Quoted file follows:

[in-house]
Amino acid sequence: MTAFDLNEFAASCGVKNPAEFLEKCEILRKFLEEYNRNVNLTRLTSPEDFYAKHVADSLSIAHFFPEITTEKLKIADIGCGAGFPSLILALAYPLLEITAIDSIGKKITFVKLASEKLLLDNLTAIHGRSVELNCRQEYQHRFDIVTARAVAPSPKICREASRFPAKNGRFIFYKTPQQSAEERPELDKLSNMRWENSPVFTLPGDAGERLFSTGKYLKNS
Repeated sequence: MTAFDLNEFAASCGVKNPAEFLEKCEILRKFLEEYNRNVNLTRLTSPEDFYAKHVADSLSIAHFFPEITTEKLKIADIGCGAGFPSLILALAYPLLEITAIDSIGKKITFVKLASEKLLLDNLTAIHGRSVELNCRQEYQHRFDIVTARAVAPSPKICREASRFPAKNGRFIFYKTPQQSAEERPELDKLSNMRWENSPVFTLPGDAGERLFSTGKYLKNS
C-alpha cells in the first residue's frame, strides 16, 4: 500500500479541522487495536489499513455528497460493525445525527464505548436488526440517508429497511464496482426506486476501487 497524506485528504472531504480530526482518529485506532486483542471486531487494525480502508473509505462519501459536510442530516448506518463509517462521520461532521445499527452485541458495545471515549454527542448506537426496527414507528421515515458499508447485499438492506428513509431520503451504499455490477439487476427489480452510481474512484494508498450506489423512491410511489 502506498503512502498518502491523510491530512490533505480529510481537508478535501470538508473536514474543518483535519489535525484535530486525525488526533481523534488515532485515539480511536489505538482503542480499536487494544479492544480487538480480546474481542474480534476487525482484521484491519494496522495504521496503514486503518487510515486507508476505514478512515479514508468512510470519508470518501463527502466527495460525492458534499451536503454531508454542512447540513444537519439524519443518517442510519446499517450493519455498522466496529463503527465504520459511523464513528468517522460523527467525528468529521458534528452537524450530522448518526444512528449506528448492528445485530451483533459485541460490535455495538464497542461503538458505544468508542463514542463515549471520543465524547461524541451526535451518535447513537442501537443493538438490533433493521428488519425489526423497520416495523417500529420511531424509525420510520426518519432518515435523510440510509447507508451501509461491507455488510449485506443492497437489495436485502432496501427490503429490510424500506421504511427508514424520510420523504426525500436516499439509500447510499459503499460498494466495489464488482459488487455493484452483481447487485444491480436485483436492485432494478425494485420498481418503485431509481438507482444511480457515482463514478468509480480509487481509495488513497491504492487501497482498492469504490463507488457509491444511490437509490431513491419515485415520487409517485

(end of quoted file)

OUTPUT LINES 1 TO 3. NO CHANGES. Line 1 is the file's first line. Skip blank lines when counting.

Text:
[in-house]
Amino acid sequence: MTAFDLNEFAASCGVKNPAEFLEKCEILRKFLEEYNRNVNLTRLTSPEDFYAKHVADSLSIAHFFPEITTEKLKIADIGCGAGFPSLILALAYPLLEITAIDSIGKKITFVKLASEKLLLDNLTAIHGRSVELNCRQEYQHRFDIVTARAVAPSPKICREASRFPAKNGRFIFYKTPQQSAEERPELDKLSNMRWENSPVFTLPGDAGERLFSTGKYLKNS
Repeated sequence: MTAFDLNEFAASCGVKNPAEFLEKCEILRKFLEEYNRNVNLTRLTSPEDFYAKHVADSLSIAHFFPEITTEKLKIADIGCGAGFPSLILALAYPLLEITAIDSIGKKITFVKLASEKLLLDNLTAIHGRSVELNCRQEYQHRFDIVTARAVAPSPKICREASRFPAKNGRFIFYKTPQQSAEERPELDKLSNMRWENSPVFTLPGDAGERLFSTGKYLKNS